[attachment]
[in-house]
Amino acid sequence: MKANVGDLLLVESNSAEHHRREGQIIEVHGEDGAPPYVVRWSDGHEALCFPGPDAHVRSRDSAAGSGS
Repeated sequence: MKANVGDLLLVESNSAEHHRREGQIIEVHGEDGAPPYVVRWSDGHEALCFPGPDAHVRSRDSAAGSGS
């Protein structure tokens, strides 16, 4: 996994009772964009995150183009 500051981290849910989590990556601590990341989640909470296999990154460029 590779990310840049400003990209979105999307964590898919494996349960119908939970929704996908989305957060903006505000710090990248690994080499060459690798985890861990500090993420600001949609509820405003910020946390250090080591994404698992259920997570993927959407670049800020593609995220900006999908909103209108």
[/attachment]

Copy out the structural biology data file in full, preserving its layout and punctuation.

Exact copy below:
[in-house]
Amino acid sequence: MKANVGDLLLVESNSAEHHRREGQIIEVHGEDGAPPYVVRWSDGHEALCFPGPDAHVRSRDSAAGSGS
Repeated sequence: MKANVGDLLLVESNSAEHHRREGQIIEVHGEDGAPPYVVRWSDGHEALCFPGPDAHVRSRDSAAGSGS
């Protein structure tokens, strides 16, 4: 996994009772964009995150183009 500051981290849910989590990556601590990341989640909470296999990154460029 590779990310840049400003990209979105999307964590898919494996349960119908939970929704996908989305957060903006505000710090990248690994080499060459690798985890861990500090993420600001949609509820405003910020946390250090080591994404698992259920997570993927959407670049800020593609995220900006999908909103209108």